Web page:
About the service
The community nutrition and dietetic department can assist service users requiring nutrition support as well as those with a range of conditions such as gastrointestinal disorders, food allergy, and intolerance. The department also provides specialist services for diabetes, home enteral feeding, mental health and learning disabilities.
The service is available to both adults and children of all ages and includes inpatient areas, (Neurological Rehabilitation Unit and the Stroke Rehabilitation Units) as well as clinical locations throughout Barnsley. The service also offers care at home for patients who are unable to attend a clinic.
During a consultation with a dietitian, service users can expect to be weighed and height measured. A full dietary assessment will also be undertaken; with written and verbal advice provided as a result.
Training can also be provided to service users, their carers and other health professionals regarding a wide range of dietary issues.
Why would someone choose the service?
- In a recent patient satisfaction survey, 100% of respondents said our service was either good or excellent
- We are a team of committed and caring dietitians who work with our service users to achieve outcomes that are relevant and individualised
- We can support service users suffering from diet-related health conditions across the whole of the Barnsley area
Staff you may meet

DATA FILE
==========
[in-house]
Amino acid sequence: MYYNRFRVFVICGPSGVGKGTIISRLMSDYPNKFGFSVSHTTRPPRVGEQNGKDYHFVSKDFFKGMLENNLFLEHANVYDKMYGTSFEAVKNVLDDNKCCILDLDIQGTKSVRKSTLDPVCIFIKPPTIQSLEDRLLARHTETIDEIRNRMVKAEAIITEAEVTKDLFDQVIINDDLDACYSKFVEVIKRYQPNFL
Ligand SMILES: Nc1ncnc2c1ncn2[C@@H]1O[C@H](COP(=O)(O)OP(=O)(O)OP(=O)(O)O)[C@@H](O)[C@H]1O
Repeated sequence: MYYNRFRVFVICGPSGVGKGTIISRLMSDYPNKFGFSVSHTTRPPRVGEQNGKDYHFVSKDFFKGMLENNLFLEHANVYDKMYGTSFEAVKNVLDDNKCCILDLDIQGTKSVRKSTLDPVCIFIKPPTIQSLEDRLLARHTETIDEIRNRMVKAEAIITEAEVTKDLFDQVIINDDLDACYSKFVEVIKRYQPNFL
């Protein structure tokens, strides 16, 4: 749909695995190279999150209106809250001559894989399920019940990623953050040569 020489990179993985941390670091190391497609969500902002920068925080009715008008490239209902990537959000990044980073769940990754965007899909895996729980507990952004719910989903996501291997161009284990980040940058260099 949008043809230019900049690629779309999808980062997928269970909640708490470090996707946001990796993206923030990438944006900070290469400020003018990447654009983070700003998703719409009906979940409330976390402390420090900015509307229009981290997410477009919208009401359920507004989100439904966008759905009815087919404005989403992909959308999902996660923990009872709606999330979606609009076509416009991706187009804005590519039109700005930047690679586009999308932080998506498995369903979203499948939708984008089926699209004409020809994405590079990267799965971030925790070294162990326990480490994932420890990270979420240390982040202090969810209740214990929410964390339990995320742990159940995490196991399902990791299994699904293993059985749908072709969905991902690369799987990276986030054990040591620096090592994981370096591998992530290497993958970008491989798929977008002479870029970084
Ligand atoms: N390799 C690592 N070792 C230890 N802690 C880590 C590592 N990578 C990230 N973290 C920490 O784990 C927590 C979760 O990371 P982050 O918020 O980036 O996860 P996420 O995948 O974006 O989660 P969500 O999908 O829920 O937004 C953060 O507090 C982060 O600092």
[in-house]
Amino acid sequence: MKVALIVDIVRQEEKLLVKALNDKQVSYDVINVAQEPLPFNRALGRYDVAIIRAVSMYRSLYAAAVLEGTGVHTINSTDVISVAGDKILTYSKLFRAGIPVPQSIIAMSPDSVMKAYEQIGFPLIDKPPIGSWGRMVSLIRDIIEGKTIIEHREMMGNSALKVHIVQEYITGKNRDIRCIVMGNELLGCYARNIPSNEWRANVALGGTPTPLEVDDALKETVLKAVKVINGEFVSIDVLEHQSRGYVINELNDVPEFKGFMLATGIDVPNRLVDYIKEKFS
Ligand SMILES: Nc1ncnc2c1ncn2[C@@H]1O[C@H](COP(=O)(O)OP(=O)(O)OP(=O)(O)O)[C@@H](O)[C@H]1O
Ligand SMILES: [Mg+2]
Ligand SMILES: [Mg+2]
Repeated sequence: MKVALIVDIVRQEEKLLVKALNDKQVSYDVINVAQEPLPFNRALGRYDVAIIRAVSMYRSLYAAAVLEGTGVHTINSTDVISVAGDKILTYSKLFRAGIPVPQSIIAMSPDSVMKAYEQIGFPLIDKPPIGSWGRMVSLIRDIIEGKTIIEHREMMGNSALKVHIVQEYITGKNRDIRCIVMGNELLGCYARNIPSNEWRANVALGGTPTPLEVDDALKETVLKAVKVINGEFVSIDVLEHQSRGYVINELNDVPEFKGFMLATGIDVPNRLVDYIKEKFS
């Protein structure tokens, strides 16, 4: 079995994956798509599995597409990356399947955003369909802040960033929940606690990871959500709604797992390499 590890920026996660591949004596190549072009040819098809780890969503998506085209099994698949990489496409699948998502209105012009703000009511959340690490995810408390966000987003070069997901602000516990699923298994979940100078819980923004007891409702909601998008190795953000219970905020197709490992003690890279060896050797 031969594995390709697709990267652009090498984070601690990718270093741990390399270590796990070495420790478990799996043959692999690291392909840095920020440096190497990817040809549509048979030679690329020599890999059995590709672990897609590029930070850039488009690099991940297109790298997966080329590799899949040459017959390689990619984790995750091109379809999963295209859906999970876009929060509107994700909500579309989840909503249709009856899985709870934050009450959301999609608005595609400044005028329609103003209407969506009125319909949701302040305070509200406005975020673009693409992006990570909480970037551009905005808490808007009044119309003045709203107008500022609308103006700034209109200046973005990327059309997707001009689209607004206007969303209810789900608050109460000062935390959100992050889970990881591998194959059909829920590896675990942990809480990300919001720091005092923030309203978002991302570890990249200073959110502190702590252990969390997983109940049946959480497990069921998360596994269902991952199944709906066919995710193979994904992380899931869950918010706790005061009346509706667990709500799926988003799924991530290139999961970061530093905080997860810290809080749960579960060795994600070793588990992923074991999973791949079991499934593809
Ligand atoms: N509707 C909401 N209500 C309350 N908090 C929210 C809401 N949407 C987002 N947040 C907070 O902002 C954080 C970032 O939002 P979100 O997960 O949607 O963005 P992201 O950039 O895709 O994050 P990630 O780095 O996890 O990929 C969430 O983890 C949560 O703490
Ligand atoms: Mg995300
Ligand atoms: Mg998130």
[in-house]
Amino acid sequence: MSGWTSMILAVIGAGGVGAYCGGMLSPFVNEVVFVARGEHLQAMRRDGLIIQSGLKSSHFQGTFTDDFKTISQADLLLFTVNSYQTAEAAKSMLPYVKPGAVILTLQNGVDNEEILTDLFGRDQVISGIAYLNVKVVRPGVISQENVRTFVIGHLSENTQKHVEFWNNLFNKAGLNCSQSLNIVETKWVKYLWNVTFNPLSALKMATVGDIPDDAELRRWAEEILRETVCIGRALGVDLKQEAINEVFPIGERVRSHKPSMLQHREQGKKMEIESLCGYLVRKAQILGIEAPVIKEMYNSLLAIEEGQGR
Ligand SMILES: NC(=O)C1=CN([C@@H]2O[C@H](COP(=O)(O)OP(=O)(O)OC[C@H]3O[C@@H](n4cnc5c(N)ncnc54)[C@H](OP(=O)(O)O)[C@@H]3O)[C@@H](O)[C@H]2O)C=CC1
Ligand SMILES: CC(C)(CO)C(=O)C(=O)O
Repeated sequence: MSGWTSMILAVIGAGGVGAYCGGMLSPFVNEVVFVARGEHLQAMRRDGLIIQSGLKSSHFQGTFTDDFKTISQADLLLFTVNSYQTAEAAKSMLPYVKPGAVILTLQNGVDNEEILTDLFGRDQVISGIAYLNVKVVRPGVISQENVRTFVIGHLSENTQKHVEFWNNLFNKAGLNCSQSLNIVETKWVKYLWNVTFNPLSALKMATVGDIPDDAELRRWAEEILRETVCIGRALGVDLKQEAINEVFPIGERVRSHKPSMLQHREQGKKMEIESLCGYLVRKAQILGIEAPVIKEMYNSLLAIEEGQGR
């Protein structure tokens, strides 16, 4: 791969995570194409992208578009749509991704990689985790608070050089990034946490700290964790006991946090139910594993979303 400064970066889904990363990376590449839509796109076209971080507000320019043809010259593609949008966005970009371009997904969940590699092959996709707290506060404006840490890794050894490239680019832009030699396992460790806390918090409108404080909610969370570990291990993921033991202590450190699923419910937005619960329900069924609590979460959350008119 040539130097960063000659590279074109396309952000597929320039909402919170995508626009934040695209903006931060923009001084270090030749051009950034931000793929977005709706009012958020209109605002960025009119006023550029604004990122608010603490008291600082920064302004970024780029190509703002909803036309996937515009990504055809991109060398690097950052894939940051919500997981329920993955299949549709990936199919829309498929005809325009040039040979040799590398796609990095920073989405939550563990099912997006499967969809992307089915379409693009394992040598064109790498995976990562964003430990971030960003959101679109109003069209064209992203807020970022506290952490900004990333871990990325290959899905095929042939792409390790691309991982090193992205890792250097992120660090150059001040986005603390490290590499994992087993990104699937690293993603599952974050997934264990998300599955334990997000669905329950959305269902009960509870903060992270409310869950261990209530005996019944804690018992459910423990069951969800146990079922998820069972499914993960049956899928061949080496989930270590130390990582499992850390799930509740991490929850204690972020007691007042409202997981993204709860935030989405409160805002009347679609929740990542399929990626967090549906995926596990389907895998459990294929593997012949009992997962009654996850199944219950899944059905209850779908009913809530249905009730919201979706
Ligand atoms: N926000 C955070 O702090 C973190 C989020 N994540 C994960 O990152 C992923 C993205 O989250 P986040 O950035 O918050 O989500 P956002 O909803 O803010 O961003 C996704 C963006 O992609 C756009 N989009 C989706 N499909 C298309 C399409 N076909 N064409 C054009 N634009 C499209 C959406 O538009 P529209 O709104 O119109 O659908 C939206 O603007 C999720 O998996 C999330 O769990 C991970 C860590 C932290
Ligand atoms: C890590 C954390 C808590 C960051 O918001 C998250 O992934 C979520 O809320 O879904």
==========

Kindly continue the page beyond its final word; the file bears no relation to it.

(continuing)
- Administrative staff provide essential support to doctors, nurses and other healthcare professionals. This can be in a variety of different settings, with administrators working as a receptionist in a clinic or a clerk on a ward. They may also be working closely with a consultant as a medical secretary.
- Dietitians use the science of food to help people to make good choices about food and lifestyle. Nutrition is an important part of recovery and wellbeing. All service users admitted to a Trust ward have their nutritional state assessed.
- There are many people who work behind the scenes to keep services running and you may meet them in hospital or community settings. They include porters, cleaners, plumbers, electricians, decorators receptionists and secretaries who all work to make sure healthcare settings are kept clean, tidy and safe.
- Receptionists are the first link for many patients and visitors. They often work on their own or with one or two other receptionists, greeting patients as they arrive and check them in. They might also collect patient notes and ensure that these vital records go to the right healthcare professional. In a clinic, they may make appointments and arrange patient transport.